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Hoffmann, R. A wiki for the life sciences where authorship matters. Nature Genetics (2008)
 
 
 
 
 

Amperometric TNT biosensor based on the oriented immobilization of a nitroreductase maltose binding protein fusion.

The preparation and characterization of an amperometric 2,4,6-trinitrotoluene (TNT) biosensor based on the surface immobilization of a maltose binding protein (MBP) nitroreductase (NR) fusion (MBP-NR) onto an electrode modified with an electropolymerized film of N-(3-pyrrol-1-ylpropyl)-4,4'-bipyridine ( PPB) are described. The MBP domain of MBP-NR exhibits a high and specific affinity toward electropolymerized films of PPB with the immobilized enzyme retaining virtually all of its enzymatic activity. Under similar conditions, the wild-type NR enzyme (i.e., without the MBP domain) loses most of its enzymatic activity. The kinetics of the catalytic reaction between the biosensor and TNT and 2,4-dinitrotoluene (DNT) were characterized using rotated disk electrode and cyclic voltammetry techniques, and values of 1.4 x 10(4) and 7.1 x 10(4) M(-1) s(-1) were obtained for TNT and DNT, respectively. The apparent Michaelis-Menten constants (KM) for MBP-NR in solution and on the surface, using TNT as substrate, were determined to be 27 and 95 microM, respectively. The corresponding value for "wild-type" NR in solution containing TNT was 78 microM, which is very close to the value obtained for MBP-NR on the surface. The limits of detection for both TNT and DNT were estimated to be 2 microM, and the sensitivities were determined to be 205 and 222 nA/microM, respectively.[1]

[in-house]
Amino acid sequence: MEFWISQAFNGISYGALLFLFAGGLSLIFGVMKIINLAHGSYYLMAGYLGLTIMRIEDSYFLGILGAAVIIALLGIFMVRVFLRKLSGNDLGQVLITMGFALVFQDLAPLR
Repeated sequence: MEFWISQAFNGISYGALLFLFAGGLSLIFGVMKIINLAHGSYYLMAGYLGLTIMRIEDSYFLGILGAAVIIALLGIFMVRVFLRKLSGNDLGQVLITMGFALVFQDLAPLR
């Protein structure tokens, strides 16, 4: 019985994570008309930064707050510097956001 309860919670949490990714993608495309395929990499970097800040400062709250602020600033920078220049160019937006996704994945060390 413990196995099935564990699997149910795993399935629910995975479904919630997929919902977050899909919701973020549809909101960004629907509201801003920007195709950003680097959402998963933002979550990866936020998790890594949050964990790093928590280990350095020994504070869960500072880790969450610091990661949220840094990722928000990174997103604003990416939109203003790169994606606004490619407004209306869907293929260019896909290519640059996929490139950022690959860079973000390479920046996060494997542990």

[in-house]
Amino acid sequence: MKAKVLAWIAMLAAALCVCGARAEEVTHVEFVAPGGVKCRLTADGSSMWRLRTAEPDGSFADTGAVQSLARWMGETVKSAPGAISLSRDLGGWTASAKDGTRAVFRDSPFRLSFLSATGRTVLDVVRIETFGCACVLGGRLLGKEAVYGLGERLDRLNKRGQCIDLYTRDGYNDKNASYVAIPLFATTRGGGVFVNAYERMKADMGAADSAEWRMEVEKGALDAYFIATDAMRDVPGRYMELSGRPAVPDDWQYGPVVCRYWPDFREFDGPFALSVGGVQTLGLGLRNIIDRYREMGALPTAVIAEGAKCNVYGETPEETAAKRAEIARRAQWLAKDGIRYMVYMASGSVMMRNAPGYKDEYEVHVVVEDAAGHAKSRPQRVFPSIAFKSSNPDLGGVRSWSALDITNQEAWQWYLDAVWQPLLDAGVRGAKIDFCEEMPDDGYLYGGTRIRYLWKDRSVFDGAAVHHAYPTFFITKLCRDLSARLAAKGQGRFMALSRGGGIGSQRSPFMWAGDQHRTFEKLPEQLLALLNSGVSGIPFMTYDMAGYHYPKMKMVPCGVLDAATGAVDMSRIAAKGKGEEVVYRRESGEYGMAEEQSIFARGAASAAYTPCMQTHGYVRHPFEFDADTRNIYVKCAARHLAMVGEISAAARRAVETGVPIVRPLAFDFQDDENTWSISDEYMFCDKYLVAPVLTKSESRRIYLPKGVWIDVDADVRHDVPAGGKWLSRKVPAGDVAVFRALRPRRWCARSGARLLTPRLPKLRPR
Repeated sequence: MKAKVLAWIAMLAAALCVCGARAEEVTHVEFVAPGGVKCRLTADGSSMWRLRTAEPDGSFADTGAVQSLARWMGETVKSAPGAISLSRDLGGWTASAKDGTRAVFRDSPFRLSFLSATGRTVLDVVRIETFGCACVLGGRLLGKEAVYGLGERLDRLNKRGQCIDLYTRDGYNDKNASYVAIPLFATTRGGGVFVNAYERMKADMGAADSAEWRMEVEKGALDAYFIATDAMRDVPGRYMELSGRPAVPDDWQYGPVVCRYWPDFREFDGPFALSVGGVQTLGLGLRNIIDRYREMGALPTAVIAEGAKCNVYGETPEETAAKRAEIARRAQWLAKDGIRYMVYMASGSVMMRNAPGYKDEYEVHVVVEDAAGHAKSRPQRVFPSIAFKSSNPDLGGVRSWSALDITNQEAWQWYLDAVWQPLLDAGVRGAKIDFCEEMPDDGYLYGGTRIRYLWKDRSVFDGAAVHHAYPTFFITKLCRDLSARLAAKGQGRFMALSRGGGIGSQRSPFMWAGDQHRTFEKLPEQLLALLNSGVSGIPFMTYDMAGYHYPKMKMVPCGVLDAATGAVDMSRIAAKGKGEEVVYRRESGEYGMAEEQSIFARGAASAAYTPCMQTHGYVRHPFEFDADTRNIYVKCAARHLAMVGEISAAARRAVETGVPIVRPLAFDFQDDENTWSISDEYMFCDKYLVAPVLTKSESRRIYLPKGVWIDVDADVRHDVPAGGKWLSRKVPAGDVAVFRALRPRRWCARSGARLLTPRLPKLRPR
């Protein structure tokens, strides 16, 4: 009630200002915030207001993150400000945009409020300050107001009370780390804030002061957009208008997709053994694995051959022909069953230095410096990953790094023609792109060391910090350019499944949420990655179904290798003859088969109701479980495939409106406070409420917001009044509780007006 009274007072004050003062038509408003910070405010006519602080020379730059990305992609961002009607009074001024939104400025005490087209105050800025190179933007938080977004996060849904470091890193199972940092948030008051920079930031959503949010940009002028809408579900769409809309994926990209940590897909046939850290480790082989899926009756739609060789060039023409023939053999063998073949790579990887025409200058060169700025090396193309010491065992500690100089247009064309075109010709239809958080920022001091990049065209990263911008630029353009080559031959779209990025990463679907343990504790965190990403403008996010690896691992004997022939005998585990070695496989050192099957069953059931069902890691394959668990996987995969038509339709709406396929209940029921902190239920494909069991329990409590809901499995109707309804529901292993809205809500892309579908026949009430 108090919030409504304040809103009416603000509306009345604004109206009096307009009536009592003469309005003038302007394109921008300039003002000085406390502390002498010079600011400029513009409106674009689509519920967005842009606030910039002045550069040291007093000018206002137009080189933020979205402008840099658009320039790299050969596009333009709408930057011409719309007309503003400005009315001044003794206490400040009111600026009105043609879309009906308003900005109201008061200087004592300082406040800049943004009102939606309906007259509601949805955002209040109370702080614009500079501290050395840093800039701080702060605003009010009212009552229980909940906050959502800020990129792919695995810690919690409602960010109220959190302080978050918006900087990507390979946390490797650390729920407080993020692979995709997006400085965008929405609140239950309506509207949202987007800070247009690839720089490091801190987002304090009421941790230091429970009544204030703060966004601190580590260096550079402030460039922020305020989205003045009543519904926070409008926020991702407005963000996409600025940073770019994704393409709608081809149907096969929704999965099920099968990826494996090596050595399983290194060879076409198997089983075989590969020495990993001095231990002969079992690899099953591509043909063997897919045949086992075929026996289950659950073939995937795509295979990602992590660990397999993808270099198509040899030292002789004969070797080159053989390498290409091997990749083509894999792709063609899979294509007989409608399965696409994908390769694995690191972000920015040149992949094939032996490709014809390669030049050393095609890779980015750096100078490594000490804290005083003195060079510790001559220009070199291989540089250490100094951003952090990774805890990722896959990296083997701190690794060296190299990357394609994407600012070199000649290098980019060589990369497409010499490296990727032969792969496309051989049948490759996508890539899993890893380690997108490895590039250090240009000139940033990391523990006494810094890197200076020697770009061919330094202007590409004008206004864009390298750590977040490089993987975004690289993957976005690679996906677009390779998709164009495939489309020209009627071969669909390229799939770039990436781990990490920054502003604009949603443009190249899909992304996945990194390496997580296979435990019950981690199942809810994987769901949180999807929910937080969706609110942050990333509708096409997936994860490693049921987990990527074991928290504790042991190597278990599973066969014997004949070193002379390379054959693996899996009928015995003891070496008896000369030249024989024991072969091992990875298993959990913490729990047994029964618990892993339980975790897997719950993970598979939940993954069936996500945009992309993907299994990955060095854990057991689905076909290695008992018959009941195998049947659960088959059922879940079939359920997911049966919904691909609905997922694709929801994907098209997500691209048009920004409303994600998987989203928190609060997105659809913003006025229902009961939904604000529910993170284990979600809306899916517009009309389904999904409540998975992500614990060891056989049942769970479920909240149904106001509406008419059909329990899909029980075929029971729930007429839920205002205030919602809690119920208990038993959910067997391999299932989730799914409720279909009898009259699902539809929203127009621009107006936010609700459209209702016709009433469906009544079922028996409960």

References

  1. Amperometric TNT biosensor based on the oriented immobilization of a nitroreductase maltose binding protein fusion. Naal, Z., Park, J.H., Bernhard, S., Shapleigh, J.P., Batt, C.A., Abruña, H.D. Anal. Chem. (2002) [Pubmed]
 
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